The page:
By GREGORY ZELLER //
New York Institute of Technology computer-science researchers are pushing artificial intelligence ever closer to human norms – including efforts to help AI better understand human emotion.
The National Science Foundation has signed off on two fresh New York Tech research grants, each offering a modest sum but both important to their recipients, two assistant professors in the university’s College of Engineering and Computing Sciences.
Researcher Houwei Cao will use her nearly $100,000 award to help machines detect human emotions, in real time, by calculating facial expressions, body movements, hand gestures and speech patterns.
Her fellow assistant professor, Jerry Cheng, will put his $60,000 NSF grant toward more efficient and secure deep-learning processing machines – “AI accelerators” that can reliably process and interpret super-huge datasets.
Large datasets actually factor into both researchers’ efforts. Cao uses them to teach machines to “recognize” emotions and respond accordingly.
In humans, that’s an automatic-recognition process often influenced by subtle expressive behaviors and environmental interactions. Cao’s grant will fund a 12-month research project addressing the challenges of spontaneous emotions and the imperfect audio/video signals of real life, versus the perfectly controlled signals of laboratory settings.
Her goal: a new “multimodal emotion recognition system” ready for practical use.
“Analysis and recognition of spontaneous emotion is a challenging task,” Cao noted. “We aim to design an emotion-recognition system for real-life human-computer interaction applications.”
Lofty ambitions also mark the work of Cheng and collaborators at Rutgers, Temple and Indiana universities, who are attempting to build reliable AI accelerators capable of interpreting extremely large-scale deep-learning computations.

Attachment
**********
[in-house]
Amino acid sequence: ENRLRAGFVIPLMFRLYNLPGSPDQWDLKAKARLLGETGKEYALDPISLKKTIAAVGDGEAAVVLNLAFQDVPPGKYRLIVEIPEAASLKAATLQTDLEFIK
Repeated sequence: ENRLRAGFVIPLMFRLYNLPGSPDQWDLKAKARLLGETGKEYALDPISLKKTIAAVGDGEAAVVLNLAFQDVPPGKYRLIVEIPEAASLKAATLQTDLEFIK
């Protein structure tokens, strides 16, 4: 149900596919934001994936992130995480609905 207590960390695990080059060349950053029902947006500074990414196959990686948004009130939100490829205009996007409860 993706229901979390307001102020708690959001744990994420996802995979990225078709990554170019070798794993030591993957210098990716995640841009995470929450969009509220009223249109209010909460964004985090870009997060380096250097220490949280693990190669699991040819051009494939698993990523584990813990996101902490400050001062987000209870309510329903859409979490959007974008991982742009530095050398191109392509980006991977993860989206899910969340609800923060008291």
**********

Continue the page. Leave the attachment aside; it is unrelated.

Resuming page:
“Deep learning” uses neural networks (algorithms loosely modeled on the human brain) to recognize patterns in sensory information, including sounds and visual images, and to store this layered data in numeric form. Each time a deep-learning system repeats a task, the layers are further tuned and the results improve – just like the human brain.
But AI accelerators, which ensure that very large datasets are accurately processed in a timely manner, are few and far between, according to Cheng.
“Today’s state-of-the-art hardware and software do not provide sufficient computing capabilities and resources to ensure accurate deep-learning performance,” the researcher said.
Enter the newly funded collaborators. who are developing what the New York Tech assistant professor called “a scalable and robust system” packing a “low-cost, secure, deep-learning hardware-accelerator architecture and a suite of large-data-compatible deep-learning algorithms.”
It’s a mouthful for sure, and a potentially giant leap for AI, right alongside Cao’s emotional efforts. Both projects will see New York Tech faculty and students working side-by-side, and both speak well of the Old Westbury-based College of Engineering and Computing Sciences’ progress as a recognized leader in its field, according to Dean Babak Beheshti.
“These grants will enable our computer science faculty to perform cutting-edge research that is as important for the challenges they address as they are for the opportunities they afford New York Tech students and faculty collaborators at other leading universities,” Beheshti said in a statement.